• Air conditioning coolant
  • Some aerosols
  • Butane
  • Propane

These chemicals do not offer the only risk of death, however. Because inhalants replace oxygen in the body, thus resulting in the teens are seeking, suffocation is a risk for heavy inhalant use.

Why Do Teens Abuse Inhalants or Other Drugs?

Teens use drugs for a variety of reasons. They may have a compelling desire to fit in with their friends, or they may be suffering from undiagnosed mental illness in some form. Children specifically choose inhalants, as mentioned above, because they are easily obtainable. However, it is important to discover why the child or teen would choose to ingest any drug.

It is important to determine whether a teen is suffering from a dual diagnosis in order to treat the underlying issues that have contributed to the teen’s use of illicit or common substances to escape their reality.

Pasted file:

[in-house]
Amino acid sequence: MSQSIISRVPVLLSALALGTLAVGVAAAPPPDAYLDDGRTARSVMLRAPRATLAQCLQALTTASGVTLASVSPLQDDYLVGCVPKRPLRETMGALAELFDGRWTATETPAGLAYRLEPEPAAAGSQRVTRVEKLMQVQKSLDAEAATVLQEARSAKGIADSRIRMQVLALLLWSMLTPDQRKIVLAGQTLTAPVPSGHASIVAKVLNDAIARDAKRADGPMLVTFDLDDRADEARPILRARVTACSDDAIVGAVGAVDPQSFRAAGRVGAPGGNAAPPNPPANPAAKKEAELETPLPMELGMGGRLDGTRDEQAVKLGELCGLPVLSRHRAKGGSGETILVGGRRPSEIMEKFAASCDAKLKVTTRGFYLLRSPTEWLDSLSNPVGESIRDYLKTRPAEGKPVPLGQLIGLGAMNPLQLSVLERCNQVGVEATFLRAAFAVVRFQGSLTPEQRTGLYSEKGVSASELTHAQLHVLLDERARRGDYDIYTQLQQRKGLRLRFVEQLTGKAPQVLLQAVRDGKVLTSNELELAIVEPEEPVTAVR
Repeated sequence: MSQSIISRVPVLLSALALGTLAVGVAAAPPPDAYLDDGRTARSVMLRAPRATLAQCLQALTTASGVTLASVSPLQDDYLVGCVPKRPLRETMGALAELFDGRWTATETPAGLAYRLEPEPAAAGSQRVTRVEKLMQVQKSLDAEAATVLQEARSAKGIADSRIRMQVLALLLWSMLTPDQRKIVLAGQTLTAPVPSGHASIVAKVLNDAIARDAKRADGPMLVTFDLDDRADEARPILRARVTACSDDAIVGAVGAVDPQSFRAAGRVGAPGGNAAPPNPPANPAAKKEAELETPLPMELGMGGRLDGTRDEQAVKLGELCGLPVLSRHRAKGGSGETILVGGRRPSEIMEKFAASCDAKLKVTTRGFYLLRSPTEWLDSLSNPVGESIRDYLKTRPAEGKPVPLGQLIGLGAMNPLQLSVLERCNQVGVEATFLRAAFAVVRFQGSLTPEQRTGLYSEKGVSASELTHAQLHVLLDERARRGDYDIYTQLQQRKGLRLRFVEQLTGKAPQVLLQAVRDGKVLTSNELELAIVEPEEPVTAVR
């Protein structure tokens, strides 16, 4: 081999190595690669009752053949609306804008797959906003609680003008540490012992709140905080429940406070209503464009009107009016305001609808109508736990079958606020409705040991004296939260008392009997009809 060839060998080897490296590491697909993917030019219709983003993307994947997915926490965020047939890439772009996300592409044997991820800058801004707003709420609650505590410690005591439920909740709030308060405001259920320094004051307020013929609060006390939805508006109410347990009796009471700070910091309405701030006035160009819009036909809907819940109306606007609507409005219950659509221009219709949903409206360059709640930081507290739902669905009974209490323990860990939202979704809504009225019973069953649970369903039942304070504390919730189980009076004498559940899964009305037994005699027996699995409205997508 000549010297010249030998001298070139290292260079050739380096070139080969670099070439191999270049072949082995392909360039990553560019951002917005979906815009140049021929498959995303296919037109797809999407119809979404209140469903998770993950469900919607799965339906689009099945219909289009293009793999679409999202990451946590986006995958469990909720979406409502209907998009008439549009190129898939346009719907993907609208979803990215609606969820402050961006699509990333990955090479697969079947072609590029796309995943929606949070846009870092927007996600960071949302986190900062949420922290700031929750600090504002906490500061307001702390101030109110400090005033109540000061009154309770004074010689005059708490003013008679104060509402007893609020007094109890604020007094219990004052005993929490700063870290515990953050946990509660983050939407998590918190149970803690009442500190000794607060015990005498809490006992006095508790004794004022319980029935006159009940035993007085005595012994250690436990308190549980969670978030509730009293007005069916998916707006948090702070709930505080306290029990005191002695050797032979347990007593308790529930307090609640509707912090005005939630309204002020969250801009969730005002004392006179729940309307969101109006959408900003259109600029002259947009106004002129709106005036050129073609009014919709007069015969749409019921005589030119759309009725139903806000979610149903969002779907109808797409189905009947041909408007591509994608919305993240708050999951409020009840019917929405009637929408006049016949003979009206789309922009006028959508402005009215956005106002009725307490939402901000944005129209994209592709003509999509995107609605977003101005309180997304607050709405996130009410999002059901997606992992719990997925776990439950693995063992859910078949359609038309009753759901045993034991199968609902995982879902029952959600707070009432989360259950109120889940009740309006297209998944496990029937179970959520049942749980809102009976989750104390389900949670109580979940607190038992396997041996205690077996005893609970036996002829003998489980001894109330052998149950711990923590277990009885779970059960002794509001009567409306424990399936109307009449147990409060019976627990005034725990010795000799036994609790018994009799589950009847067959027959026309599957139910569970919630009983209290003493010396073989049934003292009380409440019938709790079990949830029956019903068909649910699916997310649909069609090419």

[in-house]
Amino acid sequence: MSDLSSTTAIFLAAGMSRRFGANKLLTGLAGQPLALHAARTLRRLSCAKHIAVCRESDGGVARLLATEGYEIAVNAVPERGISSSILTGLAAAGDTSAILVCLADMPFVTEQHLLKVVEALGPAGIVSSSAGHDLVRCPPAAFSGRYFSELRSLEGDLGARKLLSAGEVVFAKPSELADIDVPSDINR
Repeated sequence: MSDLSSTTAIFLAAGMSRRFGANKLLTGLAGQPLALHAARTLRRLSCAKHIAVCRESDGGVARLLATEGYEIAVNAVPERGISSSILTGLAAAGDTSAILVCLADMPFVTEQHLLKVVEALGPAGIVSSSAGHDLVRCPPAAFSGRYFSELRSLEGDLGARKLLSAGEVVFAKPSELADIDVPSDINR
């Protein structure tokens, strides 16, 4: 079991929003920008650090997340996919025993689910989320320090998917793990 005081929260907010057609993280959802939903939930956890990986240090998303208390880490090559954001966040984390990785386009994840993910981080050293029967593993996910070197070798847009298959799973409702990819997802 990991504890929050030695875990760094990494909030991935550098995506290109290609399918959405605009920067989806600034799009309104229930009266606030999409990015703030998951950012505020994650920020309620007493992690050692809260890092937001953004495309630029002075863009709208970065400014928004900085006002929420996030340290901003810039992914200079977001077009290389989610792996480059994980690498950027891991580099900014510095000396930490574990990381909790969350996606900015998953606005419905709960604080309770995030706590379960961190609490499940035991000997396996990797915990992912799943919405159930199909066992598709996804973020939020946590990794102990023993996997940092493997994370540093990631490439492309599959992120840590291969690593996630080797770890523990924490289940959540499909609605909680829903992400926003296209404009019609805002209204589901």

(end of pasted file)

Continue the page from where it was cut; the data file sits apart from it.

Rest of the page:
Inhalant Addiction

The National Institute on Drug Abuse in the United States has formed an international cooperative, NIDA International, which has focused attention on the addictive nature of inhalants.

Because teens and others who use inhalants as a means to alter their states of mind develop a tolerance to the chemicals they choose inhale, greater amounts of the chemical must be inhaled to reach their desired state of euphoria. This is just one of the criteria for addiction as defined in the Diagnostic and Statistical Manual for Mental Illness (DSM). The others include:

  • Lack of ability to stop using a chosen drug or substance
  • Inability to meet family, scholastic or other responsibilities
  • Continued use of a drug or substance despite the harmful effects
Like any addiction, the help of a qualified treatment program may be necessary to help the child enter recovery.

Warning Signs of Inhalant Abuse

When a young teen begins to use inhalants on a regular basis, they will most likely undergo serious changes in their lifestyle or demeanor.